There is a saying that one man’s trash is another man’s treasure. U.S. artist John Melvin is proof of that. His latest installation makes use of some of the thousands of plastic bottles discarded each day by those living and playing in Siem Reap City.
He gathered about 8,000 empty plastic bottles—the number he estimates are tossed out in Siem Reap City each day by residents and tourists visiting Angkor Archaeological Park—and created a large art installation called “Curbing Entropy.”
“My work is about nature and cultures’ relationship to nature,” the 40-year-old artist said on Monday.
Assembling those bottles in the main exhibition hall at the 1961 Art Space in Siem Reap City was quite a feat. To get the materials for his project, the artist worked with several recycling NGOs in Siem Reap.
“There’s a whole economics of plastic recycling in Siem Reap and most of Cambodia,” he said. “So I didn’t really go on the street because I didn’t want to impact the income of very poor Cambodians who collect bottles from the street.”
Instead, he went to points where plastic bottles are sold by street collectors and bought the bottles from them. He also purchased discarded, misshapen bottles that are of no use to water bottlers or street collectors from plastic bottle manufacturers.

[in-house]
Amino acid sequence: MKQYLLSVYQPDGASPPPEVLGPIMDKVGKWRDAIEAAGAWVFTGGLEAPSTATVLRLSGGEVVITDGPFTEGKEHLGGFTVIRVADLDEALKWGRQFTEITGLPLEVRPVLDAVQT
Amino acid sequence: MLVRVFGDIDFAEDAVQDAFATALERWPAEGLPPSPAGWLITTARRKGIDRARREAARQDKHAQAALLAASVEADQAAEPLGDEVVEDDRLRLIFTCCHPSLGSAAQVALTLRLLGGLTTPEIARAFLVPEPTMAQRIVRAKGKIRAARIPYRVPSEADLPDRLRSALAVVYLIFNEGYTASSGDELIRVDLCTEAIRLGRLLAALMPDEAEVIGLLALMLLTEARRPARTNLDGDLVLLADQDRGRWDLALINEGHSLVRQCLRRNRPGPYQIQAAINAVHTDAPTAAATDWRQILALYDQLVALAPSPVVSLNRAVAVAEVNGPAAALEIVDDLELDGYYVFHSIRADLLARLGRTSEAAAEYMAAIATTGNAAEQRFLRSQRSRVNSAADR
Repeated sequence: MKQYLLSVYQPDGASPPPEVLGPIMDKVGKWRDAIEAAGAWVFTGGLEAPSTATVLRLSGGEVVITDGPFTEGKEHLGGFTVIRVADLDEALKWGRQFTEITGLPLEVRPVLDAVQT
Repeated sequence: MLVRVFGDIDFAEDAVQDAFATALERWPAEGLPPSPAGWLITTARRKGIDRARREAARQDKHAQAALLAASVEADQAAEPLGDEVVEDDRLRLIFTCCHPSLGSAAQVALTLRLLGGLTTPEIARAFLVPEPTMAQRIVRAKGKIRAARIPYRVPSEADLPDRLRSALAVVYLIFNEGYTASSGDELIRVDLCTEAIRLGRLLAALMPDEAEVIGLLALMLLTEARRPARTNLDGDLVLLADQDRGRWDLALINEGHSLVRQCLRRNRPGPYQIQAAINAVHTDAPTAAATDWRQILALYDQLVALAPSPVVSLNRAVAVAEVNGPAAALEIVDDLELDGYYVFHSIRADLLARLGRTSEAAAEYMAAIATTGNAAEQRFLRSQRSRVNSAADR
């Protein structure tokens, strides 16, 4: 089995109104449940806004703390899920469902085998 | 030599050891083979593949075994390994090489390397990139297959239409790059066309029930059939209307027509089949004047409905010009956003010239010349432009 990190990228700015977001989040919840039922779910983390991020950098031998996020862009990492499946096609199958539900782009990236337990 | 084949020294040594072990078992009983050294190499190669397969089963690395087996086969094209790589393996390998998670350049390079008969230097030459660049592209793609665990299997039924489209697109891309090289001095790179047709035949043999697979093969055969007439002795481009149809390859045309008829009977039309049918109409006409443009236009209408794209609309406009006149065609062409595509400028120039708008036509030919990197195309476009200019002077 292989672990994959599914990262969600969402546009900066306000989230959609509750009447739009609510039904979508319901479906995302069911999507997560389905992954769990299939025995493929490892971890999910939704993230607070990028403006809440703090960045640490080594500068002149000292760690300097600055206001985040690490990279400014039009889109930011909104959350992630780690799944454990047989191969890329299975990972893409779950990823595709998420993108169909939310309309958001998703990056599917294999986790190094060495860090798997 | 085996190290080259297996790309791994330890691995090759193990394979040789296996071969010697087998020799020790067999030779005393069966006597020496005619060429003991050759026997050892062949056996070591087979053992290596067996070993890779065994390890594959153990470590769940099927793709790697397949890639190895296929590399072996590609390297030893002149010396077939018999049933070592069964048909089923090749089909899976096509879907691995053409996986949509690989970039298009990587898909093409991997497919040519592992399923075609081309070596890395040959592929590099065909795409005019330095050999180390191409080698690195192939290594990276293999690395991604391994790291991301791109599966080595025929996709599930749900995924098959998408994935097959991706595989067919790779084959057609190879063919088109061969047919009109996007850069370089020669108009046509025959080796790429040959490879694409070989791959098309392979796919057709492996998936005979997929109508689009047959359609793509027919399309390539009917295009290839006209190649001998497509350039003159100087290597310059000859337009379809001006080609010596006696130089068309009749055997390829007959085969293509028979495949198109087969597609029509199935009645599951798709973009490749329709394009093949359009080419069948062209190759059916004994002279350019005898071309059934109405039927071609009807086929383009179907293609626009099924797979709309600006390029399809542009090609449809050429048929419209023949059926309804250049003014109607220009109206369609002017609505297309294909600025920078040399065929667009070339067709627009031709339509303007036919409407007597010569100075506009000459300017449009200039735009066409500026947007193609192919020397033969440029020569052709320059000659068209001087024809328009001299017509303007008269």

Transforming the bottles into a vast sculpture lit from within took three weeks. The result is an ethereal artwork that floats throughout the room, demonstrating that discarded goods can be beautiful.
“The 21th century paradox is that ecology is an inclusive term: The good, the bad and the ugly are equal parts,” wrote Mr. Melvin in an exhibition note.
Mr. Melvin has exhibited in the U.S. as well as in Scotland, France, Italy, Greece and Ukraine. He has been a frequent visitor to Cambodia since 2010.
The exhibition runs through April 30.
Where: The 1961 Coworking and Art Space, 211 Osaphear St., Upper West River Side, Siem Reap
When: 7 p.m., Sunday opening
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